But Scalia was also the first writer since perhaps Holmes himself to write for the masses.  In its simplicity, and in avoiding (usually) unnecessary detail, his writing became accessible to non-lawyers. By combining this style with incendiary rhetoric, Scalia was able to build political groundswell support for his opinions from the conservative political masses.  In doing so, he helped place the Court in the public eye in a way that it really hadn't been before, outside of a few exceptionally-important cases.  

So Scalia was hardly able to convince people who did not already agree with him that outlawing gay sex would destroy the country, that reading statutes holistically would result in the end of democracy, or (in what appears to be a coincidental level of prescience) that giving independent prosecutors too much power would lead to political witch hunts.  But he was able to convince voters and grassroots activists that these things were important.  He was also able to convince these people that the Court was undermining some political utopia regarding these subjects, so that what courts do were important.   As I now begin to discuss what I think his legacy will be, this may be the most important thing he has done.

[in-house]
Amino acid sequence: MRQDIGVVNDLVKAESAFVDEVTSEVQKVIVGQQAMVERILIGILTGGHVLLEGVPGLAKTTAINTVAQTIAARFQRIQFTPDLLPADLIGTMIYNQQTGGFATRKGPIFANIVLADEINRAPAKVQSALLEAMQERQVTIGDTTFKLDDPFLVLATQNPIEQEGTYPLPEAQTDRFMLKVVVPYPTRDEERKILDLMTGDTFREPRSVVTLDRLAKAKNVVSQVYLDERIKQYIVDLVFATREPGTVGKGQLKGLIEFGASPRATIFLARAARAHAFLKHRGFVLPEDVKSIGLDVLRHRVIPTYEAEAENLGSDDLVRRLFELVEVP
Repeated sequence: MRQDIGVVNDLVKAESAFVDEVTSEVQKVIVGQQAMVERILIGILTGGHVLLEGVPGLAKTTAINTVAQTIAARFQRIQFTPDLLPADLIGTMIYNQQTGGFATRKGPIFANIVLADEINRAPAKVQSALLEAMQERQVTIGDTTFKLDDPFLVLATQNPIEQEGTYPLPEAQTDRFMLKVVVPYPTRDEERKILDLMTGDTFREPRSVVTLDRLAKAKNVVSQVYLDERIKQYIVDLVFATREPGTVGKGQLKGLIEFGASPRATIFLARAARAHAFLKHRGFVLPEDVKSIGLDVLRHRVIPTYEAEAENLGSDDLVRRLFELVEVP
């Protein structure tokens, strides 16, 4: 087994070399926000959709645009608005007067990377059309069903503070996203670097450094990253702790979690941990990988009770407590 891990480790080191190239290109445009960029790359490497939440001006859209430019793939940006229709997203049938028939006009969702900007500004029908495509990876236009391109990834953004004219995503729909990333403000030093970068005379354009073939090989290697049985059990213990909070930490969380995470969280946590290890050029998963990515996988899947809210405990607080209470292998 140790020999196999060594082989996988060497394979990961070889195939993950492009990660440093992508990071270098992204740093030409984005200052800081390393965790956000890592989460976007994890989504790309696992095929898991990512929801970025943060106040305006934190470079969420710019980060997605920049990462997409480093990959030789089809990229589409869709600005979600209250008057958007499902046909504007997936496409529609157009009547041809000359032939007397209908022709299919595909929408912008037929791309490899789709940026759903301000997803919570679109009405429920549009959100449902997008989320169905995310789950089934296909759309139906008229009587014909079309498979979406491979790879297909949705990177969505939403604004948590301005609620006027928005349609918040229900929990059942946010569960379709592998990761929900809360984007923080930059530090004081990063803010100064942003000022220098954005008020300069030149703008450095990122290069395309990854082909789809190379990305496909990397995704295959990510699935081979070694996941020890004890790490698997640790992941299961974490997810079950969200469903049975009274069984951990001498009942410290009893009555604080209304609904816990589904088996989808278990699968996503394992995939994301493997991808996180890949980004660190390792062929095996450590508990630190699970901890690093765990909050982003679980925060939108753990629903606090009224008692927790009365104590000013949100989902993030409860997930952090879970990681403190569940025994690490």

People seem to dispute exactly what Scalia's legacy will be, although most appear to agree that it will be important for some reason or another.  Here are a few parts of Scalia's legacy that I think historians will find important in the future:

1 - Most notably, Scalia will be remembered for making the Courts subject to broad partisan debate.  He did so not just with his writing, but also his role in founding the Federalist Society.  (This would later be imitated on the left by the American Constitution Society.  Sincerest form of flattery.)

2 - Relatedly, Scalia will be remembered for his role in the most important political decisions of his day (Bush v. Gore most of all).  Ironically but unsurprisingly, these are the least originalist opinions he would write or join.

3 - Scalia will also be remembered for making an impact on how we talk about the law, particularly in terms of original understanding textualism.  Substantively, he will have a more moderate impact in making aspects of the law more closely tethered to original understanding textualism concepts - most notably, in criminal cases.  (Whether these forays into popular history are correct are not is a different question.)

4 - Scalia will be known for the remarkable effect he has had on diminishing the value of legislative history.  It is unclear yet how permanent this effect will be.

5 - Scalia will be remembered, positively, for his impact on legal writing.  Since Scalia, legal writing has become more accessible, simple, and straightforward.  Meanwhile, with at least one notable exception among the appellate bar, the non-persuasive elements of Scalia's writing style has been ignored.  And the increase in accessible writers on the Court itself - Roberts and Kagan in particular, is likely attributable to Scalia himself.